With a range of products on offer through ROTHENBERGER, RICO offers different types of cameras to assist the trenchless industry.
Founded in 1978, RICO first developed technology for testing welding seams of pipes, laser devices for measuring distances, and cameras for nuclear plants. RICO later focused on TV inspection of pipes and sewers.
In 1990, the company was sold to the ROTHENBERGER Group, residing in Kelkheim, Germany, before merging with the EAB, Kleinwalsertal, and later with RICO in Kempten in 1994. As a result, this created a company strong in development and able to operate worldwide.
Today, ROTHENBERGER has a special position among its competitors, with its flexibility and responsiveness, share-owning management, and financial power deriving from the group-membership.
With its specialised drain inspection cameras, RICO offers capabilities designed for some of the toughest conditions and applications.
“These cameras come with many standard features such as LED lighting, self-levelling camera heads, pan and tilt functions, and high-resolution video recording capabilities,” ROTHENBERGER Australia and New Zealand Managing Director Trent Carter says.
“In addition, RICO offers a range of inspection systems that include monitors, recording devices, and other accessories that are used in conjunction with the cameras.”
With the use of RICO’s cameras, operators can quickly identify issues such as cracks, blockages and make informed decisions about the best course of action.
“This ultimately saves time and money while improving the overall quality of service provided to customers,” Carter says.
Throughout its extensive industry applications, RICO cameras are commonly used in industrial and commercial pipes inspections to visually inspect the condition of pipes and identify any damage that may require repair or maintenance. Specifically, the crawler type camera is designed to traverse through larger diameter pipelines.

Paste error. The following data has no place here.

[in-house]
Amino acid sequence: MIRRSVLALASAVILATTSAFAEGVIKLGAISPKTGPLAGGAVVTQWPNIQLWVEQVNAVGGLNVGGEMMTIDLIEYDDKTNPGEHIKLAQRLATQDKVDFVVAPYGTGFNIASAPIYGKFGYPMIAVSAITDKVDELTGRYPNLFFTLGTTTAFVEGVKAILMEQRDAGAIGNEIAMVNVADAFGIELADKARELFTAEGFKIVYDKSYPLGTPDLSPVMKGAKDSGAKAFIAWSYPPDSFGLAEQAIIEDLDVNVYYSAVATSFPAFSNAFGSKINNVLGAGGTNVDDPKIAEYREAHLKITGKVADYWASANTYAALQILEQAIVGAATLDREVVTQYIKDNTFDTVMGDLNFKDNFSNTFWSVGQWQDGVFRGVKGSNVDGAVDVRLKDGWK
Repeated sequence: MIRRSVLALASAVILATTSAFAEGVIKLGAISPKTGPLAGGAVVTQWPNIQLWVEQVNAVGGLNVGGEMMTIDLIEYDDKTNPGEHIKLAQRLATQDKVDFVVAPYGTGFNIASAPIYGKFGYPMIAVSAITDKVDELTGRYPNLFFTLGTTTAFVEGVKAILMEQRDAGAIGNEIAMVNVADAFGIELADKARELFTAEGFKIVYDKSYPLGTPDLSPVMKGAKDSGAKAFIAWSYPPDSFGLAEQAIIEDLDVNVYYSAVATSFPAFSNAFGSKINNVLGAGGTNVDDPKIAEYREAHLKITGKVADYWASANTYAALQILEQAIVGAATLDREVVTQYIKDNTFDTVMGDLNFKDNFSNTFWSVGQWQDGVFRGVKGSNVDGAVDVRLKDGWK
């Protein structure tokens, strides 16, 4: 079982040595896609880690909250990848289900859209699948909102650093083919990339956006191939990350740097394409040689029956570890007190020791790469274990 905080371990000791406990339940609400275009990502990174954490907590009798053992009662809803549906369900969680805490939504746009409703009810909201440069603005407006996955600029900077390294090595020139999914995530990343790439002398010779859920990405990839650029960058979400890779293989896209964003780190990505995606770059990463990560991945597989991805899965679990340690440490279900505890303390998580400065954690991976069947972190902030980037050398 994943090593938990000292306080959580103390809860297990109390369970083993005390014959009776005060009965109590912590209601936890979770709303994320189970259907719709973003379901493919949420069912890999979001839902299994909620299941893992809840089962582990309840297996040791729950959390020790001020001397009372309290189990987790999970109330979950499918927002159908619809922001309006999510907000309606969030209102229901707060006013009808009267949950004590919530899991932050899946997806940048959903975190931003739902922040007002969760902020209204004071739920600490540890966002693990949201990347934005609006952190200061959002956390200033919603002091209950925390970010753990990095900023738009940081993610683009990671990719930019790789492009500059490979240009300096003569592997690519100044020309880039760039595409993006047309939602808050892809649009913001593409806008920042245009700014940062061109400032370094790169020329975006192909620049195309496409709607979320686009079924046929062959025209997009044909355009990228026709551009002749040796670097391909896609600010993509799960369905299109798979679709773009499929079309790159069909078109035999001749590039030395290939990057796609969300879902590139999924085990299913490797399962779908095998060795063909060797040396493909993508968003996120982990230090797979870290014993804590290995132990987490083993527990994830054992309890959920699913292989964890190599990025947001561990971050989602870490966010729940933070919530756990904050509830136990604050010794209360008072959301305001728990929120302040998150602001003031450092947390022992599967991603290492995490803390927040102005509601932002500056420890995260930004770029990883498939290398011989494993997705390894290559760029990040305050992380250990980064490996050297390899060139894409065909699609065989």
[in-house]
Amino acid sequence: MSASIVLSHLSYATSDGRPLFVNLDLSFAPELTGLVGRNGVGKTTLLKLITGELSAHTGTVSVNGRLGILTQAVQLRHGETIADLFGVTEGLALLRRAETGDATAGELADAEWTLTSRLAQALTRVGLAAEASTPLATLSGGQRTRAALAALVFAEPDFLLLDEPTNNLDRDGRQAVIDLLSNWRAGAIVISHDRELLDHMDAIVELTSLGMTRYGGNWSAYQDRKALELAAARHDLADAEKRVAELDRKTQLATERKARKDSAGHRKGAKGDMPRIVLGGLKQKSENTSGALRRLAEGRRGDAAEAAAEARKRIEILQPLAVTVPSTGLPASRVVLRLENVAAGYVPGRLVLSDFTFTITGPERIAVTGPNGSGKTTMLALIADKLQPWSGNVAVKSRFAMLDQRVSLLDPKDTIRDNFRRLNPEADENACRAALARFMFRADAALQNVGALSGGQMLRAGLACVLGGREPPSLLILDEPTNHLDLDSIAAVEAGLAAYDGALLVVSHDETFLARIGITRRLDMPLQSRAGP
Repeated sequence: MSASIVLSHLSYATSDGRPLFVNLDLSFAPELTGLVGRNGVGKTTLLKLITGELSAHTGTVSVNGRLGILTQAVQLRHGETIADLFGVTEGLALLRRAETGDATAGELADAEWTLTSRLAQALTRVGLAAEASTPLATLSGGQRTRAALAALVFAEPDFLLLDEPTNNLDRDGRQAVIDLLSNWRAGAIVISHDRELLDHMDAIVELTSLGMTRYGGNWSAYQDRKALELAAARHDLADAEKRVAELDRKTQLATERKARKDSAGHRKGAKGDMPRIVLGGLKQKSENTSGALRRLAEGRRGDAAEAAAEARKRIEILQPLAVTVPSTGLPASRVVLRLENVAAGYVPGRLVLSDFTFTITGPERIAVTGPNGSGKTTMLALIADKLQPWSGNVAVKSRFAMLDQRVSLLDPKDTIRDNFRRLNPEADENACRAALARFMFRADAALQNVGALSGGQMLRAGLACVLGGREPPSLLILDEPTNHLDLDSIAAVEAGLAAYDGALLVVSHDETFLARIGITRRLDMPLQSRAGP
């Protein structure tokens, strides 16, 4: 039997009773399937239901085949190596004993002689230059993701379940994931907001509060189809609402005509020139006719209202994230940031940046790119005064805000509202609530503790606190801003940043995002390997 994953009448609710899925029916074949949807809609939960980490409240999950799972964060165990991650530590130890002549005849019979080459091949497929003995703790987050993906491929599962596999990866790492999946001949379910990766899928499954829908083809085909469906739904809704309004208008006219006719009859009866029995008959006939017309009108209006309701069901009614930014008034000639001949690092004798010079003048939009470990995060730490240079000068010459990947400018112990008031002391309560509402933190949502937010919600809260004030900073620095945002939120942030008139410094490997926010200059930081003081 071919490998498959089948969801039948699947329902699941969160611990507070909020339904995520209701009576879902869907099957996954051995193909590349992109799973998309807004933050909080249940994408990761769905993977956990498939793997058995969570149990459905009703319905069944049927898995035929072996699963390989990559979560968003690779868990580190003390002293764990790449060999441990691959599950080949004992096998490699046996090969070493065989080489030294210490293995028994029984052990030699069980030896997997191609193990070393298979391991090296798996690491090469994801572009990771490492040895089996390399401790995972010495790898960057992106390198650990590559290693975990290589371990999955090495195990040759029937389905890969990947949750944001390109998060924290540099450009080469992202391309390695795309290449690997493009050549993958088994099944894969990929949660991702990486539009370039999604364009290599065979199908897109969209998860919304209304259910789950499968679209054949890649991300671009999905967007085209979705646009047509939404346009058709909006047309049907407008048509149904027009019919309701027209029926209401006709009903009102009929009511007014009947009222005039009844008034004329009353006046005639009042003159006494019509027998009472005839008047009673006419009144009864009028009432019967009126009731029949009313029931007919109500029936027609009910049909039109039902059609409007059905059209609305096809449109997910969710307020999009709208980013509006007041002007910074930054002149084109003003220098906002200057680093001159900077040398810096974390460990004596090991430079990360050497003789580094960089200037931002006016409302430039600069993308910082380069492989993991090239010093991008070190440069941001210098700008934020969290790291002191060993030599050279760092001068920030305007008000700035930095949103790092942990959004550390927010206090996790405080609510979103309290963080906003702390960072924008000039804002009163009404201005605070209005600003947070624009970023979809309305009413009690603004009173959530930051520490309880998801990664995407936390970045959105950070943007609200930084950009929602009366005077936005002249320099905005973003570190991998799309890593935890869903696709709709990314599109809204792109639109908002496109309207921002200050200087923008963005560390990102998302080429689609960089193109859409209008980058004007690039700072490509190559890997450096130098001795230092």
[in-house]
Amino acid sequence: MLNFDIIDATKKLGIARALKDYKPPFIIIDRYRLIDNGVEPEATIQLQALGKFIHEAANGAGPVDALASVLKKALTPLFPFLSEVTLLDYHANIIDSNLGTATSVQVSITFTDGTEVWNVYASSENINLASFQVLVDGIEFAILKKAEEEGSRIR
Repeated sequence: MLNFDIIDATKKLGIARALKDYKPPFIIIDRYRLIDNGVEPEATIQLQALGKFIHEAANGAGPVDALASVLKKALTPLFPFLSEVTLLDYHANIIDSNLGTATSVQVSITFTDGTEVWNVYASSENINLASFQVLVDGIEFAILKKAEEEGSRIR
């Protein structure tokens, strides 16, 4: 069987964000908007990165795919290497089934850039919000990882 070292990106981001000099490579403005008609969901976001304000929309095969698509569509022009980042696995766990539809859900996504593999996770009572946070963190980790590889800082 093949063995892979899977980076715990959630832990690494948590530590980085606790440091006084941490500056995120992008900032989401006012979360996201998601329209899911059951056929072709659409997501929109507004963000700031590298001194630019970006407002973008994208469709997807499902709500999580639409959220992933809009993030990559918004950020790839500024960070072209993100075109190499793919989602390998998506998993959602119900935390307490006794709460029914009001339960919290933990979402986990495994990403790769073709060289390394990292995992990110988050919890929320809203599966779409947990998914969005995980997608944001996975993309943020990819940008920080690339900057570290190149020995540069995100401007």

These cameras are often used for longer inspection runs in larger diameter pipes and can navigate easily through bends and turns.
“RICO crawler cameras typically have standard features, such as the ability to pan, tilt, and zoom the camera and may also be equipped with laser scanning capabilities for capturing 3D information about the pipe’s interior,” Carter says.
“Both RICO push and crawler cameras are capable of capturing high-quality videos and images of the pipe’s interior and can be used to detect defects such as cracks, corrosion, or blockages.
“However, the choice between a push camera and crawler camera will depend on the specific requirements of the inspection, such as size and configuration of the pipe, the length of the inspection run and the desired level of detail and accuracy.”
Another effective aspect of RICO’s arsenal is laser scans.
Laser scanning is another useful tool for trenchless operators when inspecting drainpipes as it allows for the capture of 3D information about the interior of the pipe.
Laser scanning on RICO cameras can efficiently measure the distance to points on the surface of the pipe, creating a detailed 3D point cloud of the pipe’s interior.
This 3D information can be used to detect defects such as cracks or corrosion in the pipe’s surface that may not be visible to the naked eye or with traditional video inspection methods.
The 3D model can also help to identify the location and size of defects, which can aid in planning repairs or replacement of the pipe.
“Overall, using a RICO camera with laser scanning capabilities can help to provide a more accurate and detailed inspection of pipes, potentially leading to more efficient and effective maintenance and repair efforts,” Carter says.
“As a ROTHENBERGER Group member, RICO receives financial backing for development of the newest technologies and support from our company, too.”
This article featured in the June edition of Trenchless Australasia.
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